Currently available THC-based products have different strengths and combinations of THC, CBD and terpenes. Selecting the most appropriate THC product and dose should be based on evaluation by your physician. However, certain considerations for adding THC include:
Start low, Go slow
Because THC is responsible for most of the side effects associated with the use of marijuana-base products, the inexperienced user should start with low doses of a THC tincture, 2-5 mg at first, using one to five drops at a time. Slowly increase the dosage by adding more drops after you see how you feel. Wait 15 minutes to determine the effects and if needed, slowly increase the dosage by adding another drop and waiting an additional 15 minutes. Repeat this process until you determine how much is enough to relieve your symptoms. As one becomes familiar with the effects of THC, doses can be slowly increased based on effectiveness and tolerability, but the inexperienced user will not likely need to exceed 10 mg per dose initially. THC dosing should be guided by its purported benefits. In addition to its benefits for pain, THC also promotes relaxation, appetite, pleasure, euphoria, and it may reduce depression.
The therapeutic benefits of THC and CBD may be influenced by the ratio of these two cannabinoids. For pain benefits, it is probably best to start with a balanced formulation with equal amounts of THC and CBD. For anxiety and sleep benefits, higher doses of CBD compared with THC may be advisable. It has been reported that lower CBD doses may be stimulating and energizing whereas higher CBD doses become sedating, but these effects are individually determined. Lower THC:CBD ratios are purported to have less THC-based side effects, including increased appetite, anxiety, impaired thinking and the “high.” As a general rule, the THC:CBD ratio should be started low and increased as needed based on therapeutic benefits as well as side effects: a bit of trial and error is necessary.
Choice of Form
THC comes in liquid tinctures, edible forms, and inhalable forms for smoking or vaping, and topical forms, creams and balms. Topical forms are safest because they are unlikely to have side effects. But topicals offer no effects on anxiety, sleep, relaxation or appetite, so their clinical application is limited to localized relief of pain, inflammation, or skin conditions.
Tinctures are usually the preferred form to start medical marijuana when seeking additional benefits other than pain, especially in regards to determining an appropriate dosage. Tinctures are drops taken under the tongue that allows quicker absorption into the bloodstream. Their effects are felt within 5-15 minutes and can last for 30 minutes to 3 hours.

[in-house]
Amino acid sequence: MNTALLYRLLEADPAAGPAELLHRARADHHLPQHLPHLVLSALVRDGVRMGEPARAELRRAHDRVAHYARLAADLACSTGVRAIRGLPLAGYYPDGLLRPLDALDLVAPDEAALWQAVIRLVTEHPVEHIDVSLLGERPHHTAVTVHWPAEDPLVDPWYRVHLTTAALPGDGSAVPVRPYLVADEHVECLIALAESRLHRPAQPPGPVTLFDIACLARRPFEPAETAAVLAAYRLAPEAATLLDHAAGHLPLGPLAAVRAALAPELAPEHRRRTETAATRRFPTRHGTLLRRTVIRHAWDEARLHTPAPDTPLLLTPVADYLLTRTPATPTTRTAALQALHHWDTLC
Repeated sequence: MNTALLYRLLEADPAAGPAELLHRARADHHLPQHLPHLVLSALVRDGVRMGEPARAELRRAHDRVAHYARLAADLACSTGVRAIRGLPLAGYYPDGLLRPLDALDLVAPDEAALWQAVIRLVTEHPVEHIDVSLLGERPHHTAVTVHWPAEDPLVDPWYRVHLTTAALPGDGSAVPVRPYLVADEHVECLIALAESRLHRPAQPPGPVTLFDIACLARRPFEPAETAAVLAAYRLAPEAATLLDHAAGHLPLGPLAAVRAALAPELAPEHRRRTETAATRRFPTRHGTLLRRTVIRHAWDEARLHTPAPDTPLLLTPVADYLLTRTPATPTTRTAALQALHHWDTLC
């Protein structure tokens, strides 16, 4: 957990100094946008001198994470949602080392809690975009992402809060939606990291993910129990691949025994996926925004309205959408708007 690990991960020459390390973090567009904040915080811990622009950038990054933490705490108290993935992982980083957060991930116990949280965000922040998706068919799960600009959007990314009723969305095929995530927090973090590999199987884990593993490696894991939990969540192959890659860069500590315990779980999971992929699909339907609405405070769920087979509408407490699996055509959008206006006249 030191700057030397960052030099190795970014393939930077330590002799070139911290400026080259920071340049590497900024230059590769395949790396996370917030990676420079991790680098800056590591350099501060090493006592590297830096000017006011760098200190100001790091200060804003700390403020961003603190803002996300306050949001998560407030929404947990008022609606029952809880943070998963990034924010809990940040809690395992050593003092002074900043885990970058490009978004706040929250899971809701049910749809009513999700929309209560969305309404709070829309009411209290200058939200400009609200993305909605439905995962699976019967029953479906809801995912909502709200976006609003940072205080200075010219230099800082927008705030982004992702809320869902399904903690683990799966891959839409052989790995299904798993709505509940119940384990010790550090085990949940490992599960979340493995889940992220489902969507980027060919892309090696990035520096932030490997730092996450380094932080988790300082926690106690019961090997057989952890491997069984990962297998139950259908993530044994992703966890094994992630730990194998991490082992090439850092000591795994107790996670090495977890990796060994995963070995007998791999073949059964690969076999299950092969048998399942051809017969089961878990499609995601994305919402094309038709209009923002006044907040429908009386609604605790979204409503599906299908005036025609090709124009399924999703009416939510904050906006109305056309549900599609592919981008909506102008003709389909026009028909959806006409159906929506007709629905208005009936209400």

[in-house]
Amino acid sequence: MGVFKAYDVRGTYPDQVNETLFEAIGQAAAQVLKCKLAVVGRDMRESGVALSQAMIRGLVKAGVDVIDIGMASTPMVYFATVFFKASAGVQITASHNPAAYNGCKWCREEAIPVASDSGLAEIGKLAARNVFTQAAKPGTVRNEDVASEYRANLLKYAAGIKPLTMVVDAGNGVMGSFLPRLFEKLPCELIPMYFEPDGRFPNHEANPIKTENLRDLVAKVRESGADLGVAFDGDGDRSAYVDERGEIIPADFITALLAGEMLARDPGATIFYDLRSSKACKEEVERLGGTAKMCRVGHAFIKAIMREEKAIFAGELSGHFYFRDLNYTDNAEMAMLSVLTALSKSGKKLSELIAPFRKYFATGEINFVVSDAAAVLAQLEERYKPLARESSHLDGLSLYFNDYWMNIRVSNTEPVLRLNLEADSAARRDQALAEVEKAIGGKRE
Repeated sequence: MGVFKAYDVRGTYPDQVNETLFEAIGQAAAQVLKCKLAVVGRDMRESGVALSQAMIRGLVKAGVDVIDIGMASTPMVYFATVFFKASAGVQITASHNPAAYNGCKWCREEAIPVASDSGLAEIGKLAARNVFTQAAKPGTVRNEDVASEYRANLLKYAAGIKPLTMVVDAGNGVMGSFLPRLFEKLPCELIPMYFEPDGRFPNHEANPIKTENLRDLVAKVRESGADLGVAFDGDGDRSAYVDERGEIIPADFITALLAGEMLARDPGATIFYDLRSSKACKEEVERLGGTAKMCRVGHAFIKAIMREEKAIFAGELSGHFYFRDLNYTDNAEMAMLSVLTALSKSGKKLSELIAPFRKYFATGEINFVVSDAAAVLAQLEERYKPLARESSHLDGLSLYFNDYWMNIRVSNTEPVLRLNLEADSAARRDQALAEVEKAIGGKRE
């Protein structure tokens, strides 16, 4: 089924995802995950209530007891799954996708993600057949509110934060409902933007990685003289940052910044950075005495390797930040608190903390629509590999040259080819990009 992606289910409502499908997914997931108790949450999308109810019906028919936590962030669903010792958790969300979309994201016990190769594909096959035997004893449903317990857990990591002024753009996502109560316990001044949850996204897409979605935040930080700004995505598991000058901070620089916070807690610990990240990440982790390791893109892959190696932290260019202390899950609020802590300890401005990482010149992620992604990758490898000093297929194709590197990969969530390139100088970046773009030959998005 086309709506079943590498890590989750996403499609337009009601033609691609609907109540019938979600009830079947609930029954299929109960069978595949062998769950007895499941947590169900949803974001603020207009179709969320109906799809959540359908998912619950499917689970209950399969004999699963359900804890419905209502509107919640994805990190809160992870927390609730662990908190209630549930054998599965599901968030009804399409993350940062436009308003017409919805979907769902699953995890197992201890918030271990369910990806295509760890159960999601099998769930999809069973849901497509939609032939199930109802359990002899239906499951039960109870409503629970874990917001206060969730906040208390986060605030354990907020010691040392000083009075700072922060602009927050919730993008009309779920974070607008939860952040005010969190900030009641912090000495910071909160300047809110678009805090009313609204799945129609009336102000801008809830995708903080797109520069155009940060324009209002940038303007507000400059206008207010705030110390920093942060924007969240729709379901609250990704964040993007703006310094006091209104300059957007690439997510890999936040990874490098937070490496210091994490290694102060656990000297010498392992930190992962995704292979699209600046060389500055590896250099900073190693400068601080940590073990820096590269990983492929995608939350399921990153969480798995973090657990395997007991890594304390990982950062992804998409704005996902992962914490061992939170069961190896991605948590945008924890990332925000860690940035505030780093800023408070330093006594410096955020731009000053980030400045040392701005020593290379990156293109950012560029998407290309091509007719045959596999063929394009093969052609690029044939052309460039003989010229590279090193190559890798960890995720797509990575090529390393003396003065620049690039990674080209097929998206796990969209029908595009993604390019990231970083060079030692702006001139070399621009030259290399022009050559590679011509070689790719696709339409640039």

Edibles are the most psychoactive, intoxicating, and unpredictable method of using cannabis and may be subjectively different from inhalable use. It is very difficult to predict how one will react to an edible and how much will be too much. Start with a very small dose of edibles and wait for a full 1 to 2 hours to determine its effects before taking more. It is very easy to over-medicate with edibles because their effects may take up to several hours to begin working. Taking more edible before the first dose begins working can lead to unwanted side effects (drowsiness, anxiety, headaches). If one chooses ingested cannabis, capsules are the most reliable means to identify the correct dose to relieve your symptoms.
Choice of Formulation
THC products are available as isolates that have only THC in them, such as tinctures and edibles. Since THC is likely to work better when combined with CBD and appropriate terpene profiles based on the condition(s) treated, THC isolates may be the best choice, therapeutically and financially, as long as they are taken with appropriate CBD/terpene products. On the other hand, THC products, especially flowers, that have their own terpene profiles may have the advantage of supplementing additional terpenes for their specific therapeutic benefits, even when combined with a CBD/terpene product.
When selecting a cannabis strain, there are 3 categories of strain – Indica, Sativa, or Hybrid. Indica strains tend to be relaxing and best for evening or sleep. Sativa strains tend to be energizing and uplifting and usually best for daytime use. Hybrid strains can be indica-dominant or sativa-dominant. Indica-dominant hybrids are likely to be relaxing but not too sedating. Sativa-dominant hybrids are likely to be energizing with some relaxation. This commonly promoted description of strain properties may serve as a starting point but unfortunately it is generally over-simplified and inaccurate due to massive interbreeding of strains over recent years. Of note, none of the cannabis flowers offered by the LA-based dispensary pharmacies have any CBD in them. See:Selecting Flower Products
5. Add Alternative Agents to Facilitate Pain Management
Finally, if the combination of THC, CBD, terpenes and PEA do not achieve ones therapeutic goals, the next step is to add other nutriceutical supplements that may work synergistically with these compounds and the endocannabinoid system. These other agents include NRF2 activators and anti-inflammatories such as curcumin, Resveratrol and quercetin.